Israel Destroys Tunnel From Gaza It Says Was Used By Hamas

Hannah Rogers
January 15, 2018

The tunnel was reported to be 1.5 km long (about one mile), and going down 80 meters (260 feet), underneath the Kerem Shalom border that crossed into Israel and then flowed into Egypt. Conricus also said that the tunnel could have also been utilized for the goal of transferring terrorists from Gaza to Egypt, from where the targets could have been killed. "The demolition of the attack tunnel system is an important factor in the policy of systematically harming Hamas' strategic ability, he added". This tunnel extended to Egypt, that is to say it went from southern Israel through Gaza to Rafiach, a length of about 1.5 kilometers (.932 miles).

He said Israeli jets struck part of the tunnel and a new set of sophisticated "tools" destroyed the rest.

Gaza's interior ministry said an initial investigation indicated "the Palestinian fishing boat did not cross the Egyptian (maritime) border".

During the last Gaza war, in 2014, Hamas fighters used dozens of tunnels to blindside Israel's superior forces and threaten civilian communities near the frontier.

On Saturday evening the army informed the Palestinians that it would temporarily close the Kerem Shalom crossing for all traffic starting Sunday morning.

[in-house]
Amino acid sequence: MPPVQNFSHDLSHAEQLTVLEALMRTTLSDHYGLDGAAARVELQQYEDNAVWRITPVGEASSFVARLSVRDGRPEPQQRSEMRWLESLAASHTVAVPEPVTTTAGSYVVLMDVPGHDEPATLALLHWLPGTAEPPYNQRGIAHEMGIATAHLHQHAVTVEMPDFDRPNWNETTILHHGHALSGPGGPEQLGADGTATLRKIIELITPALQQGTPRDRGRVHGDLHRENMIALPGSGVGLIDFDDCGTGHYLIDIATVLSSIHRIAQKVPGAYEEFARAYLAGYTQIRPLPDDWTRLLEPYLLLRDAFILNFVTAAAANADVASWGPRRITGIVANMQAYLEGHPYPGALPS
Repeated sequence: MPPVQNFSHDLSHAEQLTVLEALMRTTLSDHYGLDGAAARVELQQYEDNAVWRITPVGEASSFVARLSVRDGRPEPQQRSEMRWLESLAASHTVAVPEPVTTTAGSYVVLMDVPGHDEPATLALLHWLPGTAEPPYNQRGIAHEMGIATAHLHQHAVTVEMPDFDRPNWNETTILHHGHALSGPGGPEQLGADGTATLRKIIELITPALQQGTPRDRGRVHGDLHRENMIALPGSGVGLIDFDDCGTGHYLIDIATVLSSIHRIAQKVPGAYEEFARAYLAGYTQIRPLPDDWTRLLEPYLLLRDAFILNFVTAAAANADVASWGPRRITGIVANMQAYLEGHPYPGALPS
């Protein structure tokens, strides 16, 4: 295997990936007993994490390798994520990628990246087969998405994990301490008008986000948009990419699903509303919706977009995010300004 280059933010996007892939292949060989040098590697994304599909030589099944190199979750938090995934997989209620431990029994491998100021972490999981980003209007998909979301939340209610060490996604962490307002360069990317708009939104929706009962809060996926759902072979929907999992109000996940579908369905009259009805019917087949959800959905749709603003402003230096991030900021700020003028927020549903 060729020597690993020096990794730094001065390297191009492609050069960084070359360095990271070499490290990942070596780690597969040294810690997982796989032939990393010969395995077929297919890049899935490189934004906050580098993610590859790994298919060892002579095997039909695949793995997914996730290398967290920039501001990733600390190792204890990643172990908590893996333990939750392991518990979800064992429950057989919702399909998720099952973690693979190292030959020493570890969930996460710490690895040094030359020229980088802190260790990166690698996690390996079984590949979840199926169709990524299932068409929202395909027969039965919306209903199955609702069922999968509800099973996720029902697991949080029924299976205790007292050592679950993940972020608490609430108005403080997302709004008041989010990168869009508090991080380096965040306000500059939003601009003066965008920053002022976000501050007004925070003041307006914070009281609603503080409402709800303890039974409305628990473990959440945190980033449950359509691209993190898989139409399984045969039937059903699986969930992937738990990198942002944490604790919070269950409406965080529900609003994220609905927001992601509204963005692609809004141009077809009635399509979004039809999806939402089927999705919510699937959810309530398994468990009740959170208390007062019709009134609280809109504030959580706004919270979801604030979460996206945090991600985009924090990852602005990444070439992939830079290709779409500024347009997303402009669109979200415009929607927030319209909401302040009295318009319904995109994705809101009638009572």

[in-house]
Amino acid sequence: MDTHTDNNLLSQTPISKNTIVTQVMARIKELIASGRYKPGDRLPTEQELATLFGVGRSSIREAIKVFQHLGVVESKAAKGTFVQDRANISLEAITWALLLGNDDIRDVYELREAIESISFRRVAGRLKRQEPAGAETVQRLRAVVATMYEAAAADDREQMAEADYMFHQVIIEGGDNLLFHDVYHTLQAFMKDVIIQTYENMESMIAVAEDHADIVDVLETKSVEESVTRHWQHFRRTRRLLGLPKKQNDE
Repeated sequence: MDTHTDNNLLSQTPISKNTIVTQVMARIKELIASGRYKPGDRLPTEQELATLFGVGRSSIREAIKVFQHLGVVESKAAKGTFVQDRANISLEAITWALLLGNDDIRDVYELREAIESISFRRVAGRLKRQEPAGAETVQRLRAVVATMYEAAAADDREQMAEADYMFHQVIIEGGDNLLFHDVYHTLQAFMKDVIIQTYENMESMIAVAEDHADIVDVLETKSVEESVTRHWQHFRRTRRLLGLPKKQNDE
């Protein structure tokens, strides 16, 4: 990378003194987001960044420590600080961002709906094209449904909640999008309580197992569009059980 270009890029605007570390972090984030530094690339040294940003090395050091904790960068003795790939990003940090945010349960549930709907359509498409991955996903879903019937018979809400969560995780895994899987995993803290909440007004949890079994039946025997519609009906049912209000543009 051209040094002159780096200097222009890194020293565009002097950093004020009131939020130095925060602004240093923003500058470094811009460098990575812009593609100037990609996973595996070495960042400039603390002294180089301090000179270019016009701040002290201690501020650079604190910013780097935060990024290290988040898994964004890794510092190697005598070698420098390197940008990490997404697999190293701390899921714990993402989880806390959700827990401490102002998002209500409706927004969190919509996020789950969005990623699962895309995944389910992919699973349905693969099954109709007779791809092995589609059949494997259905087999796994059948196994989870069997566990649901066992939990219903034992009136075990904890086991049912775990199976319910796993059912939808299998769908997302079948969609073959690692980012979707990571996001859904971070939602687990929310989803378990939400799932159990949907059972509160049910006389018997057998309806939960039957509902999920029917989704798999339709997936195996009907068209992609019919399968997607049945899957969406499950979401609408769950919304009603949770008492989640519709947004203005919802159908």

According to the Israeli army, the tunnel passed under the Kerem Shalom border crossing, near the Egyptian border.

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After several setbacks in detecting tunnels, the Israeli army insisted Sunday that Israel possesses "the most advanced capability in the world to locate underground tunnels" and announced its intention to demolish all of the tunnels extending from the Gaza Strip into Israel by the end of the year.

The tunnel belongs to Hamas, the Islamist organization that runs Gaza, it said.

Media asked if the tunnel could have functioned as both a smuggling and attack tunnel, the army spokesperson responded, "It could have, but we deal with the infrastructure".

There was no immediate comment from Hamas or Egypt, or any reports of casualties.

Israel withdrew troops and settlers from the territory in 2005 but remains the conduit for the passage of goods and supplies most of its electricity.

Tensions between Palestinians and Israel have been high since U.S. President Donald Trump's recognition of Jerusalem as Israel's capital on December 6. The message to the leadership and residents of Gaza is clear: "You should be investing in life-sustaining activities, not tunnels that end up as graves".

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